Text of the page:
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string in your case is a local, so taking the address of it is a bad idea since the memory for the local can (and likely will be) re-used for other purposes when you leave the method. In general, it is not a good idea to use the address of a local variable outside of its scope.

What are you trying to achieve?

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Should have added that before. Thanks for your noob patience. Edited now. According to the documentation, "Storage for the string returned by config_lookup_string() is managed by the library and released automatically when the setting is destroyed or when the setting's value is changed; the string must not be freed by the caller." hyperrealm.com/libconfig/libconfig_manual.html#The-C-API –  spirulence May 9 '10 at 6:07
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No, you can't change config_setting_lookup_string() in the way you've described. You're returning a pointer to the string variable, but as soon as that function ends that variable goes out of scope and is destroyed.

You can, however, fix your initial problem quite easily. Leave the definition of config_setting_lookup_string() as it is, and call it like so:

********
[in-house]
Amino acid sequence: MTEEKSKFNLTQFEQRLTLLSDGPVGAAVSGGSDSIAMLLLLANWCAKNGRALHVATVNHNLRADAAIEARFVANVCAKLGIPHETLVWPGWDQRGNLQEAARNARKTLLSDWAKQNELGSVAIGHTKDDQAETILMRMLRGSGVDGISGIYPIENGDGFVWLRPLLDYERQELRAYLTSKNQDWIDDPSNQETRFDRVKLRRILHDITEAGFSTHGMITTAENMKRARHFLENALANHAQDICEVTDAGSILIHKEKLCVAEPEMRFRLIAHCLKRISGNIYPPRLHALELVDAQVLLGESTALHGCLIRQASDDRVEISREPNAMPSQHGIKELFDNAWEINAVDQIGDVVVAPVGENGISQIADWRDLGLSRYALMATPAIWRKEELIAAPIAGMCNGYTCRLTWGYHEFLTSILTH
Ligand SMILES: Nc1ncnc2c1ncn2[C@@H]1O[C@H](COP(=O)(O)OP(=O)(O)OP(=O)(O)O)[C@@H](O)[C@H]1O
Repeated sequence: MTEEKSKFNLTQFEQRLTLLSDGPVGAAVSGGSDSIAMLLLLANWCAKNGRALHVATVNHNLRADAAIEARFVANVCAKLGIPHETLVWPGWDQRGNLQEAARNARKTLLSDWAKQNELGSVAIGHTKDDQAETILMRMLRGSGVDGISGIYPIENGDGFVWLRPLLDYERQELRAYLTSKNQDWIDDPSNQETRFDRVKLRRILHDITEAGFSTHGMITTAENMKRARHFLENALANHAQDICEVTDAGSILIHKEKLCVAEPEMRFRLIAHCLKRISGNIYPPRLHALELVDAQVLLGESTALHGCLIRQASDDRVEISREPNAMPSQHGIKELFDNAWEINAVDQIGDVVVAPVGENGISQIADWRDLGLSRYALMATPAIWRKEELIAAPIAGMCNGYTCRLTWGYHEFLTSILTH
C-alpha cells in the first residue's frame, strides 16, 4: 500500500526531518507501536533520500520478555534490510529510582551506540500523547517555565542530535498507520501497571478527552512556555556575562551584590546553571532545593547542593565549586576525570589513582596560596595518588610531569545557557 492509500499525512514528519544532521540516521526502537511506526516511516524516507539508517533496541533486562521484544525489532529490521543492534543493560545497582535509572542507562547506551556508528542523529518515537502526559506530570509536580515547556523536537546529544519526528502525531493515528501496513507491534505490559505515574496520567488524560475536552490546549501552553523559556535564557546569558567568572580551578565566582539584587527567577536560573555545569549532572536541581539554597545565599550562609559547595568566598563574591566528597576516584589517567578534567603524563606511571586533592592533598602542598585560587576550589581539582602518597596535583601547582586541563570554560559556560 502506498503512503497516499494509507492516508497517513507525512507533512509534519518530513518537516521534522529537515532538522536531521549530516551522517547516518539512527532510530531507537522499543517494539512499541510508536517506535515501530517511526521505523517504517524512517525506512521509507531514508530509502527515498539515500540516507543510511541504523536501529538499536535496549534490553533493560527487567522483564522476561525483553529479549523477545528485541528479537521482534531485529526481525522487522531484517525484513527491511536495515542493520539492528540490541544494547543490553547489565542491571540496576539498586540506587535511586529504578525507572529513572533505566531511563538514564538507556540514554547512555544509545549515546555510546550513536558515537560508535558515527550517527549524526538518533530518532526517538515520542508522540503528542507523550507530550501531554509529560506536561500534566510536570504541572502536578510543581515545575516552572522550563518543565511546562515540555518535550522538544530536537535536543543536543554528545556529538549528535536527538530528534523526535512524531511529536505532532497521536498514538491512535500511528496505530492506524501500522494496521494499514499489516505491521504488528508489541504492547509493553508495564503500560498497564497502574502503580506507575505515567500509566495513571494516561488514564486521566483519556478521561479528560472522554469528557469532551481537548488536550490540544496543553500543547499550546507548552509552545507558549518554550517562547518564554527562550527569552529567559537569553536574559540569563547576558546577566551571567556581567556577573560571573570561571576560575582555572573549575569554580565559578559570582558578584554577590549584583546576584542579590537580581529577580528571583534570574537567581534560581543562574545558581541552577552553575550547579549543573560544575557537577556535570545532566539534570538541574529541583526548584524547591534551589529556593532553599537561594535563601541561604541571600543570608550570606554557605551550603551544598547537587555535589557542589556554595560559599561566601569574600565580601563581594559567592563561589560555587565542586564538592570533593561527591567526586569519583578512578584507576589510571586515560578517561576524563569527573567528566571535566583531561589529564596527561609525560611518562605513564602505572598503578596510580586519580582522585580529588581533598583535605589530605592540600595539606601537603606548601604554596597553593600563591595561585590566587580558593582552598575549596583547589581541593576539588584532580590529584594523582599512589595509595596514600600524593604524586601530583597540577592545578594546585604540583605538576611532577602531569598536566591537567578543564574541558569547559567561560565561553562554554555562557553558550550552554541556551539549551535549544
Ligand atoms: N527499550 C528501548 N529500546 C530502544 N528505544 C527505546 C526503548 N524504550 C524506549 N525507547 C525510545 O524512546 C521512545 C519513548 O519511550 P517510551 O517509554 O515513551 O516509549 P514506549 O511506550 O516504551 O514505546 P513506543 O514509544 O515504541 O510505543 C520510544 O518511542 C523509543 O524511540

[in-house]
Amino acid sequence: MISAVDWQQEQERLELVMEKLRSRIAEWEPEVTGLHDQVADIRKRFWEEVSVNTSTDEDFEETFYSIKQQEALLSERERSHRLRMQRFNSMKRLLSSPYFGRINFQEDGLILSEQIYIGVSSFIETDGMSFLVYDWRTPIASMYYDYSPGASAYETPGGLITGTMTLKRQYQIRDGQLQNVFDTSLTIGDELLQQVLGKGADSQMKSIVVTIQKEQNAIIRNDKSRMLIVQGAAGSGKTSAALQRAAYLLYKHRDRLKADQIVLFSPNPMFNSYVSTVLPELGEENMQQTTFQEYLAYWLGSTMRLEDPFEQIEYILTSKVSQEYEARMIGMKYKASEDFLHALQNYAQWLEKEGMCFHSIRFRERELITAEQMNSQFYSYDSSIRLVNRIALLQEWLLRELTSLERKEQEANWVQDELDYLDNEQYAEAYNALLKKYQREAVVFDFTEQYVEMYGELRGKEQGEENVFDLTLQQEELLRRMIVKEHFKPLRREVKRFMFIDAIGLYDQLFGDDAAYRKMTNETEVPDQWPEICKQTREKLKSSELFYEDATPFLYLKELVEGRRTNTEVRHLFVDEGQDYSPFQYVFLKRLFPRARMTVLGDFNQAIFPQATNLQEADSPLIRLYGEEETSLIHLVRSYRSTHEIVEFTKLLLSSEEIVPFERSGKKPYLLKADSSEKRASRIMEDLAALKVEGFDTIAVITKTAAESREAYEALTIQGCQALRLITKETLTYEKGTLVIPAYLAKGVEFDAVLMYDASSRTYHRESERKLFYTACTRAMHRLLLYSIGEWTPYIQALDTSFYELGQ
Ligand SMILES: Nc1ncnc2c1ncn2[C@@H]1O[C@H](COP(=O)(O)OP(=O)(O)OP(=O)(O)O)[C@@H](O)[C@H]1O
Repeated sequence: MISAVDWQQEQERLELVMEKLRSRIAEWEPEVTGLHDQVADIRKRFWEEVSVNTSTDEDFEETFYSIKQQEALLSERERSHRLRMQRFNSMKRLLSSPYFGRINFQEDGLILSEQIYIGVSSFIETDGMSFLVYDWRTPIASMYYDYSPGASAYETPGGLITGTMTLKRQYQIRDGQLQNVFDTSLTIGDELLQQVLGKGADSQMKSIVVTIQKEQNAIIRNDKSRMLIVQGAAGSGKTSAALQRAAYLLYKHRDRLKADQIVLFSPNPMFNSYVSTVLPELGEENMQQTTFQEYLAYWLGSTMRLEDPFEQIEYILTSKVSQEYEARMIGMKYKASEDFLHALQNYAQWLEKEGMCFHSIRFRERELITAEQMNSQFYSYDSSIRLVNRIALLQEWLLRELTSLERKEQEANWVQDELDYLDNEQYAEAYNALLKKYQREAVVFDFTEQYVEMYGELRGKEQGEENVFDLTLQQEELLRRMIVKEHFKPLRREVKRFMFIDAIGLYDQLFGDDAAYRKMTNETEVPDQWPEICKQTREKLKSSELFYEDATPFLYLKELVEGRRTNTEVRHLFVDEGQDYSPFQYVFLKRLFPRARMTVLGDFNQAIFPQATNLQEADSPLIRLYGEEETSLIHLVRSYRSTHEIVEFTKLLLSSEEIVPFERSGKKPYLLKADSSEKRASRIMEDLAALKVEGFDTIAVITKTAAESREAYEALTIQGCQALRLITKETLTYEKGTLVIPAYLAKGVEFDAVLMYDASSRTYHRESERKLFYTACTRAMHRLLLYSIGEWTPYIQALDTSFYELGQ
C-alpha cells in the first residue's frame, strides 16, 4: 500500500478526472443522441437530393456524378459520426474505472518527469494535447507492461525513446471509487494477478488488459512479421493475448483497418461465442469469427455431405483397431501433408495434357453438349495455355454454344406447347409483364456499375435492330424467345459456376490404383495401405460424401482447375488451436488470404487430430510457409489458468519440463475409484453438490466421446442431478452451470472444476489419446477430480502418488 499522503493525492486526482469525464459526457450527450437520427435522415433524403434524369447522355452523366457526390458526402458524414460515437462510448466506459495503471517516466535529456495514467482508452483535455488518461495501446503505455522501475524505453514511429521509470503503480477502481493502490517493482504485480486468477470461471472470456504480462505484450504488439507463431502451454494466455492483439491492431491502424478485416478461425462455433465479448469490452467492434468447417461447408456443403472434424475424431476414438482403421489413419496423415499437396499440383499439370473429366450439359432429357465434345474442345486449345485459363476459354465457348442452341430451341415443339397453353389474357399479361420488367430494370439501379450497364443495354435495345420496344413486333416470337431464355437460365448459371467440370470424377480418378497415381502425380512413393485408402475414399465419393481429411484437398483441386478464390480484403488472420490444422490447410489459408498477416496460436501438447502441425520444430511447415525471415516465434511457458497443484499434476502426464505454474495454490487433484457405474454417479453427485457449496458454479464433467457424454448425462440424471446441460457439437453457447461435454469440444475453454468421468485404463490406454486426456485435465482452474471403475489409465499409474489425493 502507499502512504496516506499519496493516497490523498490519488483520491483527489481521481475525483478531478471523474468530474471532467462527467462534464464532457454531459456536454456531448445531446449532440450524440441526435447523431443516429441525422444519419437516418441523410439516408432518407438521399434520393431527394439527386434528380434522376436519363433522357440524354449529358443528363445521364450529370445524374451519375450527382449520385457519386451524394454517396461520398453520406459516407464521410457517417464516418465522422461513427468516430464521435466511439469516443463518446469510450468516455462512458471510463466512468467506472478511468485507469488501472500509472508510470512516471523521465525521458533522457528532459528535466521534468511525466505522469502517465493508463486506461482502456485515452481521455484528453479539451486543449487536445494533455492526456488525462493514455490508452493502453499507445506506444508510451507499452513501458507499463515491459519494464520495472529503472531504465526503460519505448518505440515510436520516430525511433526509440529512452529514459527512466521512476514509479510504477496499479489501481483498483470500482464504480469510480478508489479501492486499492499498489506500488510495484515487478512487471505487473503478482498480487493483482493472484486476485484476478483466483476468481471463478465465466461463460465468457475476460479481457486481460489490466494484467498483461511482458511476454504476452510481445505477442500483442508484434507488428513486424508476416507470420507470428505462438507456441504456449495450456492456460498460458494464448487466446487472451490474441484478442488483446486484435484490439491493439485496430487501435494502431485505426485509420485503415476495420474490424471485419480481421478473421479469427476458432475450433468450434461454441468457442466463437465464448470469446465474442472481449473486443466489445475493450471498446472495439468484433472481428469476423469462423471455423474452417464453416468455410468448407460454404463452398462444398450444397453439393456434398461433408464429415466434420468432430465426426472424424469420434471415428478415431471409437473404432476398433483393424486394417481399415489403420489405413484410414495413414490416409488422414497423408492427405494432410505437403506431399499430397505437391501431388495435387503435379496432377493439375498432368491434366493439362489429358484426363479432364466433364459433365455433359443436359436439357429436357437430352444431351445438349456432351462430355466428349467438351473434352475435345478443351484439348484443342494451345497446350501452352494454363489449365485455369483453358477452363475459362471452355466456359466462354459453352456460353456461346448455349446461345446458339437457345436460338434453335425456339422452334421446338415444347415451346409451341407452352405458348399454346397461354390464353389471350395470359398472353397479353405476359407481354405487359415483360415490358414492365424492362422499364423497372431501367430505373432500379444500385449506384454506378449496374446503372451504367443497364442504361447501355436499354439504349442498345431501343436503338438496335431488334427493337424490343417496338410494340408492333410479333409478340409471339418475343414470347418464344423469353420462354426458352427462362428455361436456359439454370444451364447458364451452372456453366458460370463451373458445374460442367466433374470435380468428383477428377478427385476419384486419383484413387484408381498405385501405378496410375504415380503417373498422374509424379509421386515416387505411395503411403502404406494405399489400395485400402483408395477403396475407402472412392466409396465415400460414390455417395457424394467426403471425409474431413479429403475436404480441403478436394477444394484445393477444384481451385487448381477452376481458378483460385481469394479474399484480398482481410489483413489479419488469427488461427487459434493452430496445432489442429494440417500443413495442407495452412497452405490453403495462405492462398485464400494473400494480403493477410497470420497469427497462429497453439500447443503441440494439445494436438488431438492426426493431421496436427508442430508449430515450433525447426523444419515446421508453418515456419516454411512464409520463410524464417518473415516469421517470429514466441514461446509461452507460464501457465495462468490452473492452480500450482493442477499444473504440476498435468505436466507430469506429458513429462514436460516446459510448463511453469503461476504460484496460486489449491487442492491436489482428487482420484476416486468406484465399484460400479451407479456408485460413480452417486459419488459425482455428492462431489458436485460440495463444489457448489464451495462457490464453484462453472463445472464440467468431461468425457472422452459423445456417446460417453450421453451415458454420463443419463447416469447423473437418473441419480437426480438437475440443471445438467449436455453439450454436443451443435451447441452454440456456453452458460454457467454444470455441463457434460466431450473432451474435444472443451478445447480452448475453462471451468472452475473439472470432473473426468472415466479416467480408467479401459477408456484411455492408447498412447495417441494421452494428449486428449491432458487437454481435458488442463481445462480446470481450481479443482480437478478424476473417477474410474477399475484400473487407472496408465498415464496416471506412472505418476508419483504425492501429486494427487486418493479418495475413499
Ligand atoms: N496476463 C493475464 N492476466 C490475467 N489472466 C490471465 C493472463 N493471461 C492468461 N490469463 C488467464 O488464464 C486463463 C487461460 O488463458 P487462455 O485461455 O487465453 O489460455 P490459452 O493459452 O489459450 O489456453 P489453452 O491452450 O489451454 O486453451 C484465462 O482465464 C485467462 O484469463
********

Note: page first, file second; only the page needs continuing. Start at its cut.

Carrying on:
const char *fileName = NULL;
config_setting_lookup_string(foo, "bar", &fileName);
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You need the two lines. However, string is a local variable on the stack, once it goes out of scope, you may not have a pointer to the data returned by getString().

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I like nornagon and caf's solution,

const char *fileName;
config_setting_lookup_string(foo, "bar", &fileName);

but if you can change config_setting_lookup_string you could also do it this way:

int config_setting_lookup_string(..., const char *&value)
{
  ...
  const char *string = config_setting_get_string(member);
  value = string;
  ...
}

const char *fileName;
config_setting_lookup_string(foo, "bar", fileName);
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If you return stringPtr, you will be returning a pointer to a local variable (string). So no, you can't do that.

Why are you trying to do this? That might allow us to make better suggestions.

Update: Okay, now I see what you're trying to do. You're doing it wrong:

value = &string;

If value is meant as an output parameter, the above line cannot work because you're assigning to a local variable.

Don't let the extra level of indirection confuse you. If you were writing a function that had an output parameter of type T, you'd write it as:

void foo(T* value)
{
    *value = GetT();
}

Now replace T with const char*:

...
*value = string;
...

And now you're not involving any temporary, local variables. Of course, that's how the code was originally written (and that part of it was correct), so that doesn't really help you. To address your intent, you should:

  1. Make config_setting_lookup_string do assert(value != NULL).
  2. Audit the callers of the function and fix them to stop passing garbage. They should be doing:

    const char* foo; config_setting_lookup_string(..., &foo);

and NOT:

const char** foo;
config_setting_lookup_string(..., foo);
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Edited and added the full context of what I'm trying to do. Basically, I'm trying to rewrite a library routine that returns a string through a const char ** to include some boilerplate initialization code which suits me better. –  spirulence May 9 '10 at 6:44